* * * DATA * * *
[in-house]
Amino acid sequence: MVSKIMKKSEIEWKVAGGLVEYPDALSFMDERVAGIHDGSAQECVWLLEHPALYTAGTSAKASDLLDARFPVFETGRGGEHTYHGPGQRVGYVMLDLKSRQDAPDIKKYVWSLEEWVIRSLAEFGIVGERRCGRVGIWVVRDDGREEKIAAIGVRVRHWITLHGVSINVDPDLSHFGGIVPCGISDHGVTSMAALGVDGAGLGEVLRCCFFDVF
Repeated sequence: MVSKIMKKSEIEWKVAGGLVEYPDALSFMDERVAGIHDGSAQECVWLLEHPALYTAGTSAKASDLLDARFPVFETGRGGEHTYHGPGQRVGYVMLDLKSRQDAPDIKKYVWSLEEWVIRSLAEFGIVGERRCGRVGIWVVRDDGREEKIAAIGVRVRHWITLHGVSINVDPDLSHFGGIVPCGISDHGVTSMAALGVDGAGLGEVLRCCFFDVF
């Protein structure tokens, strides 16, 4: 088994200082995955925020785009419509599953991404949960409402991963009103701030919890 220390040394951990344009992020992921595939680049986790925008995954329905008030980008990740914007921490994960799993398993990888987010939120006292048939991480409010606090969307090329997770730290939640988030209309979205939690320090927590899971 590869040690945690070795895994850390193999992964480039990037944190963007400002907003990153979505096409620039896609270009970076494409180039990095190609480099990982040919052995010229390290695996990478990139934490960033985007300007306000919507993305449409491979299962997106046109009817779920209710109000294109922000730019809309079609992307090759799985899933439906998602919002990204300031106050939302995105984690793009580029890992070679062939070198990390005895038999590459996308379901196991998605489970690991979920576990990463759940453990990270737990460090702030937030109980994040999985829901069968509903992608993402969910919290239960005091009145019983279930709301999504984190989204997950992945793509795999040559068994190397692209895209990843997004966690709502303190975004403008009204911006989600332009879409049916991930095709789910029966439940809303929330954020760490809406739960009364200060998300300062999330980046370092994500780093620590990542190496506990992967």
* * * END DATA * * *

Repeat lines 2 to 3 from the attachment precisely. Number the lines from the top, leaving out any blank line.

Amino acid sequence: MVSKIMKKSEIEWKVAGGLVEYPDALSFMDERVAGIHDGSAQECVWLLEHPALYTAGTSAKASDLLDARFPVFETGRGGEHTYHGPGQRVGYVMLDLKSRQDAPDIKKYVWSLEEWVIRSLAEFGIVGERRCGRVGIWVVRDDGREEKIAAIGVRVRHWITLHGVSINVDPDLSHFGGIVPCGISDHGVTSMAALGVDGAGLGEVLRCCFFDVF
Repeated sequence: MVSKIMKKSEIEWKVAGGLVEYPDALSFMDERVAGIHDGSAQECVWLLEHPALYTAGTSAKASDLLDARFPVFETGRGGEHTYHGPGQRVGYVMLDLKSRQDAPDIKKYVWSLEEWVIRSLAEFGIVGERRCGRVGIWVVRDDGREEKIAAIGVRVRHWITLHGVSINVDPDLSHFGGIVPCGISDHGVTSMAALGVDGAGLGEVLRCCFFDVF